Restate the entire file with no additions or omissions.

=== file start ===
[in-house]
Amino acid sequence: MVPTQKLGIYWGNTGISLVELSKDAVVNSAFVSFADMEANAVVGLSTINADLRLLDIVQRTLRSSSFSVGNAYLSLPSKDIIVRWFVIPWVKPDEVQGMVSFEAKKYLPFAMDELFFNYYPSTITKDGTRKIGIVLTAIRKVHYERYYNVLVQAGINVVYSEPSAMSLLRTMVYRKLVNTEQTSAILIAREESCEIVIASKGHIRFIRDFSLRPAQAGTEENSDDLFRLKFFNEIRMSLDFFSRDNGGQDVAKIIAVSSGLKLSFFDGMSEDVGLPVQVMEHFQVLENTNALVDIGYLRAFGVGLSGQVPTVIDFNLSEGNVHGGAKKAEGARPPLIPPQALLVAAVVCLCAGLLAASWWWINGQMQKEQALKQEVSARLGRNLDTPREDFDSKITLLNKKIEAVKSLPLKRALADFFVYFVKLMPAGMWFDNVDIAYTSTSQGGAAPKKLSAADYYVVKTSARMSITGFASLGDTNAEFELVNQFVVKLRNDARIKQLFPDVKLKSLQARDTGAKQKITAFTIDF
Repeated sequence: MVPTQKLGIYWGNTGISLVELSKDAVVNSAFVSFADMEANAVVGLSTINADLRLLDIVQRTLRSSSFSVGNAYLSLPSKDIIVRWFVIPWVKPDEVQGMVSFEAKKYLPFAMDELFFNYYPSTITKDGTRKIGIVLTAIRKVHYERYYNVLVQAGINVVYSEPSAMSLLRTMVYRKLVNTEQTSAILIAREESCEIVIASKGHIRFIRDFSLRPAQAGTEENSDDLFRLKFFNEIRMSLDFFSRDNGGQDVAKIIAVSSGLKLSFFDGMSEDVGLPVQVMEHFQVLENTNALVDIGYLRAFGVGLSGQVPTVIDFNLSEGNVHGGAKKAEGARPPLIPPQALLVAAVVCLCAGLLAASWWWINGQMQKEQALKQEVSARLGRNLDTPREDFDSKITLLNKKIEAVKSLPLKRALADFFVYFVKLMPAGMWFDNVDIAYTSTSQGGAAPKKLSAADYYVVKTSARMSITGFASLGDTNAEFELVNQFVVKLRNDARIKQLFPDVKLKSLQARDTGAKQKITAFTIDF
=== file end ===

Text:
[in-house]
Amino acid sequence: MVPTQKLGIYWGNTGISLVELSKDAVVNSAFVSFADMEANAVVGLSTINADLRLLDIVQRTLRSSSFSVGNAYLSLPSKDIIVRWFVIPWVKPDEVQGMVSFEAKKYLPFAMDELFFNYYPSTITKDGTRKIGIVLTAIRKVHYERYYNVLVQAGINVVYSEPSAMSLLRTMVYRKLVNTEQTSAILIAREESCEIVIASKGHIRFIRDFSLRPAQAGTEENSDDLFRLKFFNEIRMSLDFFSRDNGGQDVAKIIAVSSGLKLSFFDGMSEDVGLPVQVMEHFQVLENTNALVDIGYLRAFGVGLSGQVPTVIDFNLSEGNVHGGAKKAEGARPPLIPPQALLVAAVVCLCAGLLAASWWWINGQMQKEQALKQEVSARLGRNLDTPREDFDSKITLLNKKIEAVKSLPLKRALADFFVYFVKLMPAGMWFDNVDIAYTSTSQGGAAPKKLSAADYYVVKTSARMSITGFASLGDTNAEFELVNQFVVKLRNDARIKQLFPDVKLKSLQARDTGAKQKITAFTIDF
Repeated sequence: MVPTQKLGIYWGNTGISLVELSKDAVVNSAFVSFADMEANAVVGLSTINADLRLLDIVQRTLRSSSFSVGNAYLSLPSKDIIVRWFVIPWVKPDEVQGMVSFEAKKYLPFAMDELFFNYYPSTITKDGTRKIGIVLTAIRKVHYERYYNVLVQAGINVVYSEPSAMSLLRTMVYRKLVNTEQTSAILIAREESCEIVIASKGHIRFIRDFSLRPAQAGTEENSDDLFRLKFFNEIRMSLDFFSRDNGGQDVAKIIAVSSGLKLSFFDGMSEDVGLPVQVMEHFQVLENTNALVDIGYLRAFGVGLSGQVPTVIDFNLSEGNVHGGAKKAEGARPPLIPPQALLVAAVVCLCAGLLAASWWWINGQMQKEQALKQEVSARLGRNLDTPREDFDSKITLLNKKIEAVKSLPLKRALADFFVYFVKLMPAGMWFDNVDIAYTSTSQGGAAPKKLSAADYYVVKTSARMSITGFASLGDTNAEFELVNQFVVKLRNDARIKQLFPDVKLKSLQARDTGAKQKITAFTIDF